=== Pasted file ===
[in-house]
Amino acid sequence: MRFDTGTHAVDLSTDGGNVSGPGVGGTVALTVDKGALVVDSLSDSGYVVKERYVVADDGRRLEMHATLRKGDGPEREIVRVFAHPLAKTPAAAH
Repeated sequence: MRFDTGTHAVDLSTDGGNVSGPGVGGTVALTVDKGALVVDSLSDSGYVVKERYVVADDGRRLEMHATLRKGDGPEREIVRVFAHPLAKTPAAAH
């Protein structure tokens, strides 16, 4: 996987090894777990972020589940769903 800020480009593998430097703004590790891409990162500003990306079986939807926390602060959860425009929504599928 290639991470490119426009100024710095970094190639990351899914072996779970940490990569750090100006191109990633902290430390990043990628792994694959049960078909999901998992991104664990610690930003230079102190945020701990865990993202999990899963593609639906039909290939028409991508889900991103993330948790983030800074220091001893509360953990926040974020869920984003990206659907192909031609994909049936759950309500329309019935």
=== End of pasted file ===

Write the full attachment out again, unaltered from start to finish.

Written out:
[in-house]
Amino acid sequence: MRFDTGTHAVDLSTDGGNVSGPGVGGTVALTVDKGALVVDSLSDSGYVVKERYVVADDGRRLEMHATLRKGDGPEREIVRVFAHPLAKTPAAAH
Repeated sequence: MRFDTGTHAVDLSTDGGNVSGPGVGGTVALTVDKGALVVDSLSDSGYVVKERYVVADDGRRLEMHATLRKGDGPEREIVRVFAHPLAKTPAAAH
């Protein structure tokens, strides 16, 4: 996987090894777990972020589940769903 800020480009593998430097703004590790891409990162500003990306079986939807926390602060959860425009929504599928 290639991470490119426009100024710095970094190639990351899914072996779970940490990569750090100006191109990633902290430390990043990628792994694959049960078909999901998992991104664990610690930003230079102190945020701990865990993202999990899963593609639906039909290939028409991508889900991103993330948790983030800074220091001893509360953990926040974020869920984003990206659907192909031609994909049936759950309500329309019935």